24 Oct Artisan white tuna of the Cantabrian sea: how is it made?

There might be some confusion with Japanese “bonito flakes”, but Spanish bonito is a gastronomic marvel that is captured in the Cantabrian sea and is part of our rich diet.

“Bonito”, also called “white tuna” or “bonito del Norte”, is a very appreciated fish captured in the Bay of Biscay. In fact, this is the name by which it is better known: “Bonito of the North”, because it is fished in the Cantabrian Sea. Scientifically, the fish we know today as bonito is ‘Thunnus alalunga’, and is nothing but the nicest-quality white tunas captured in the Sargasso Sea. As you can easily identify by the differences in price, tuna is a bonito of worse quality, and much more affordable. The species of “Bonito” can actually be recognized by the remarkable length of its fins, and they are less in number than other tuna species (yes, there are more than one tuna species!). Long story short: bonito is a very succulent specie of tuna, of white-colored loins, and whose ventresca is highly appreciated for its flavourful taste.

Process of elaboration of white tuna

First of all, it is worth-noting the difference between an industrial “bonito” and an artisan white tuna, since the elaboration of a can of bonito requires an artisanal process that very few know about. While many of the canned tuna that we buy at the supermarket is made in big factories using machines, Olmeda Orígenes white tuna follows a strict artisan process where white tuna is manually cleaned and packed in accordance with local traditions.

Grpahic representation of the elaboration process of canned white tunas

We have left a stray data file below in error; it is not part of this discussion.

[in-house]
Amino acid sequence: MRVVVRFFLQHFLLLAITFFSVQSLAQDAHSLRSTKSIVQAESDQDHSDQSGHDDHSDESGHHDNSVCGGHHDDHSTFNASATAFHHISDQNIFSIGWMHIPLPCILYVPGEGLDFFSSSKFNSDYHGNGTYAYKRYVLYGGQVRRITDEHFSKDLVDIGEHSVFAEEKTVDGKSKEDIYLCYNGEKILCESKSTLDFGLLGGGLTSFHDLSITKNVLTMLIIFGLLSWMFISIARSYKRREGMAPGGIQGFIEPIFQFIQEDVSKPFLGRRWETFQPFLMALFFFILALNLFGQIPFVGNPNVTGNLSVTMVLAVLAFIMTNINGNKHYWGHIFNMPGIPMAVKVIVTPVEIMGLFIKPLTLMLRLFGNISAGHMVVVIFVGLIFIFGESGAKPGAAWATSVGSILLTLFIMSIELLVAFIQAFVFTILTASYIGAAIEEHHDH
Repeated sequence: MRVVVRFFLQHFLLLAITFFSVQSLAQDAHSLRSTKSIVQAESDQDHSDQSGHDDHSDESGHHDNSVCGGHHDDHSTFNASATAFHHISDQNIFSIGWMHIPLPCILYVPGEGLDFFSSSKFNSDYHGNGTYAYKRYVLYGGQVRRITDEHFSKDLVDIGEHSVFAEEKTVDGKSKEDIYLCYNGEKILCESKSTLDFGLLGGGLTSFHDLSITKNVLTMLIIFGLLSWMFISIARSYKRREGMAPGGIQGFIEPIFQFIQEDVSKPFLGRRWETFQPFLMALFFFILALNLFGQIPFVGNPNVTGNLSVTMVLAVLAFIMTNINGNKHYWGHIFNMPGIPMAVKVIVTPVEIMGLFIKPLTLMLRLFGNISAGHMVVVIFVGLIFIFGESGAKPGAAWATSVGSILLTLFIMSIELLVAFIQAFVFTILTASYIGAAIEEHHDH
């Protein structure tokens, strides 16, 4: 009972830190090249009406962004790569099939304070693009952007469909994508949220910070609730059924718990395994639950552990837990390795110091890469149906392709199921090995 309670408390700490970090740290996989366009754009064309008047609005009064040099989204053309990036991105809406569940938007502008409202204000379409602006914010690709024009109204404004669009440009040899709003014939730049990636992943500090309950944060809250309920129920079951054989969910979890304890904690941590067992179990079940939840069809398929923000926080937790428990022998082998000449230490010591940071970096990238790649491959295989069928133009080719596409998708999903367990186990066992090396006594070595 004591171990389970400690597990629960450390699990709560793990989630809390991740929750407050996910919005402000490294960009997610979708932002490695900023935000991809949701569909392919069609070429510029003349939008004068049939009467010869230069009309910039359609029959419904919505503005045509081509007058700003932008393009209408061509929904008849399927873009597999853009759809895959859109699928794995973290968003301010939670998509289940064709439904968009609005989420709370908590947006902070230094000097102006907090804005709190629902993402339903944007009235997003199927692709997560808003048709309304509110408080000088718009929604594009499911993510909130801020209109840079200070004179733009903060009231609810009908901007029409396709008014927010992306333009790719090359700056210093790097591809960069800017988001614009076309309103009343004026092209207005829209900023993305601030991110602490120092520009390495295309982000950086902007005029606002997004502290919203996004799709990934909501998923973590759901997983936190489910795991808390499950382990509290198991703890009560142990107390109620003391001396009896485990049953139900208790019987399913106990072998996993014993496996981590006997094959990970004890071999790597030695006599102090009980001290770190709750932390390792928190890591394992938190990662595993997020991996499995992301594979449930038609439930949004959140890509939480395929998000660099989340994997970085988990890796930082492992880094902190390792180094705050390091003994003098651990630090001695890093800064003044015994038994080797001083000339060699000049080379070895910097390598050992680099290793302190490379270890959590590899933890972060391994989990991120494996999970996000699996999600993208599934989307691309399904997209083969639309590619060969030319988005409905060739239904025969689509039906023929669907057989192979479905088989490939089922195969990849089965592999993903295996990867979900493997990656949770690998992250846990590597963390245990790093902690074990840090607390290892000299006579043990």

First step: white tuna is captured and recepted

White tunas captured

Bonito season takes places during the months of summer, usually starts on June and can be extended to the months of September/October.

The fish approaches to the shore and they are captured in full respect with environmental regulations, intended to protect this very appreciated specie. One by one, they are fished with fishing rode in open waters using living bait. The white tunas are freshly taken to our facilities, located only a few meters walking distance from the fish market.

Second step: Boiling & cleaning of the loins

The fish is then hand eviscerated and cleaned on the same day of capture. As soon as they are recepted, they remove the head and the bowels by hand and then they put it to boil. Afterwards, the bonito is left to cool for 24 hours until the meat is well settled, and then it is carefully cleaned. The skin is removed and the loins are extracted.

Third step: Cut & hand-packed

The loins are cut, and the best ones are selected to be packed by hand in its crystal jar/tin. From there, the product to go into each container is weighed, and expert hands introduce the white tuna, making a perfect “puzzle”. This is difficult to achieve since they have to make sure all the weight of the product is fitting and no tuna meat is tight at the top, or otherwise we will not be able to pour the olive oil on top. The oil is add also by hand.

Fourth step: Autoclave

machine to sterilize white tuna cans

This is the only machine at our factory: autoclave. This machine esterilizes the product, process by which microorganisms are destroyed by applying heat. Thus the can is properly seals and from that moment on, the canned white tuna is fit for human consumption. Olmeda Orígenes white tuna obtains a best-before date of 5 years, and as you can read it could not be more natural than this!

Visit our website to be delighted with the most savory canned fish that you can find in the Spanish shores: